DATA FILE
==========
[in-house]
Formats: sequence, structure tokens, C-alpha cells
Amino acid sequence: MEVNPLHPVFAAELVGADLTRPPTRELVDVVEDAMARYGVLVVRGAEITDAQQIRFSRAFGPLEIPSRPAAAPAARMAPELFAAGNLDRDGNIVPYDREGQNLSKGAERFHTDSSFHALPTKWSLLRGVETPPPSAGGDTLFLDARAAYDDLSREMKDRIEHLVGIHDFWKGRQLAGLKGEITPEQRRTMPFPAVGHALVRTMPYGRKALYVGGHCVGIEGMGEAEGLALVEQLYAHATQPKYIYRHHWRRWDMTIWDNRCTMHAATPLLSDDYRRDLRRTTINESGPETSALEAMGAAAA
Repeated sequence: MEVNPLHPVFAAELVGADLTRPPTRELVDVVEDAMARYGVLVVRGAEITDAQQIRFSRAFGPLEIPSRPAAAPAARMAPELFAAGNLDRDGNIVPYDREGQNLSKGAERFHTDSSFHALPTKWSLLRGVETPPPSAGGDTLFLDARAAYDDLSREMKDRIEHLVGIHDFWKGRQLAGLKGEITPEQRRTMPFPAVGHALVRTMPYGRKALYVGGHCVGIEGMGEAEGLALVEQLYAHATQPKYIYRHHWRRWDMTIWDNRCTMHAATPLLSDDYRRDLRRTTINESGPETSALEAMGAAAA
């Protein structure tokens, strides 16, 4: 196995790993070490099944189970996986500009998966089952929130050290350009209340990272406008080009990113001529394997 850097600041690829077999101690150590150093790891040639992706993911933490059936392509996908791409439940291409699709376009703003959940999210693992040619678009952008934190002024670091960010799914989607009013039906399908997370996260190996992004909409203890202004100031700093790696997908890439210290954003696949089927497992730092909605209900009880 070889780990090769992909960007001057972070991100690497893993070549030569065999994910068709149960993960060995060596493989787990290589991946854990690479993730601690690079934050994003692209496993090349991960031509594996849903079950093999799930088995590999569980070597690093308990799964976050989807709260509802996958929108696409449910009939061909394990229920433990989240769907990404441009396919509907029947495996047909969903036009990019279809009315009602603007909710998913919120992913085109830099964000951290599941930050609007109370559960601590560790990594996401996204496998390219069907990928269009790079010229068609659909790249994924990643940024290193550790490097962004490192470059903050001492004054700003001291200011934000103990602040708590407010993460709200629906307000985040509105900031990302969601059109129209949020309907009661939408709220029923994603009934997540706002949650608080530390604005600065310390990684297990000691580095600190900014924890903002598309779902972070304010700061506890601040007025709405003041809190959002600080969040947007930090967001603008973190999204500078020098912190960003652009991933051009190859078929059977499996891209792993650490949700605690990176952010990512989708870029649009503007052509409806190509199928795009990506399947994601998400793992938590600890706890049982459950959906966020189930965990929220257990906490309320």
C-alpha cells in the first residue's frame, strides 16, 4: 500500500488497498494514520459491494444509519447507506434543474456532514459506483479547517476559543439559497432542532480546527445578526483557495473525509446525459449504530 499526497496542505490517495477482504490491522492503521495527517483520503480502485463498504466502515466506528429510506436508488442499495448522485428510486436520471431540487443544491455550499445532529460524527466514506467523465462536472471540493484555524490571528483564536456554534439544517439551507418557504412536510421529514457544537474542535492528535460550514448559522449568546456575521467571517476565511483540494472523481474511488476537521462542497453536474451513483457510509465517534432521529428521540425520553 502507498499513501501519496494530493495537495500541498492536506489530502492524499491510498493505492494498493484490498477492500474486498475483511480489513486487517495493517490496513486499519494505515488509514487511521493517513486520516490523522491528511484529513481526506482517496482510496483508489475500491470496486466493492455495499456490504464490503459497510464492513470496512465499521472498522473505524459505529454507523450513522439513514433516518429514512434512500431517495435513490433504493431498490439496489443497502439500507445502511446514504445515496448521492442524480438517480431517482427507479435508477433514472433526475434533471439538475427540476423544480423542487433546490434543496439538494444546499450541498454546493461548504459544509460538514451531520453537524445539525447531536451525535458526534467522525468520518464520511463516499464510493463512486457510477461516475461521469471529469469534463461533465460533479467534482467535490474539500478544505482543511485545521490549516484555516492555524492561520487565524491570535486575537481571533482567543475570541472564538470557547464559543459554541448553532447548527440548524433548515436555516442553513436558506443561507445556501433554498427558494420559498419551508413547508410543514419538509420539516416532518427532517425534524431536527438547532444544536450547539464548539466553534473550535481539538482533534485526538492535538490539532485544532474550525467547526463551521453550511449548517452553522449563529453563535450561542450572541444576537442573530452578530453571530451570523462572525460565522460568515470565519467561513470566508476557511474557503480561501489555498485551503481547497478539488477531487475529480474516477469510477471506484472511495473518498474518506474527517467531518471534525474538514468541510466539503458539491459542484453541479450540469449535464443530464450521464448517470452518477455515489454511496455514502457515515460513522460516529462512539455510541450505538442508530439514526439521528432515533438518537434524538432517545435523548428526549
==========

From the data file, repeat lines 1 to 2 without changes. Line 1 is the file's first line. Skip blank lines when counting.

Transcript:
[in-house]
Formats: sequence, structure tokens, C-alpha cells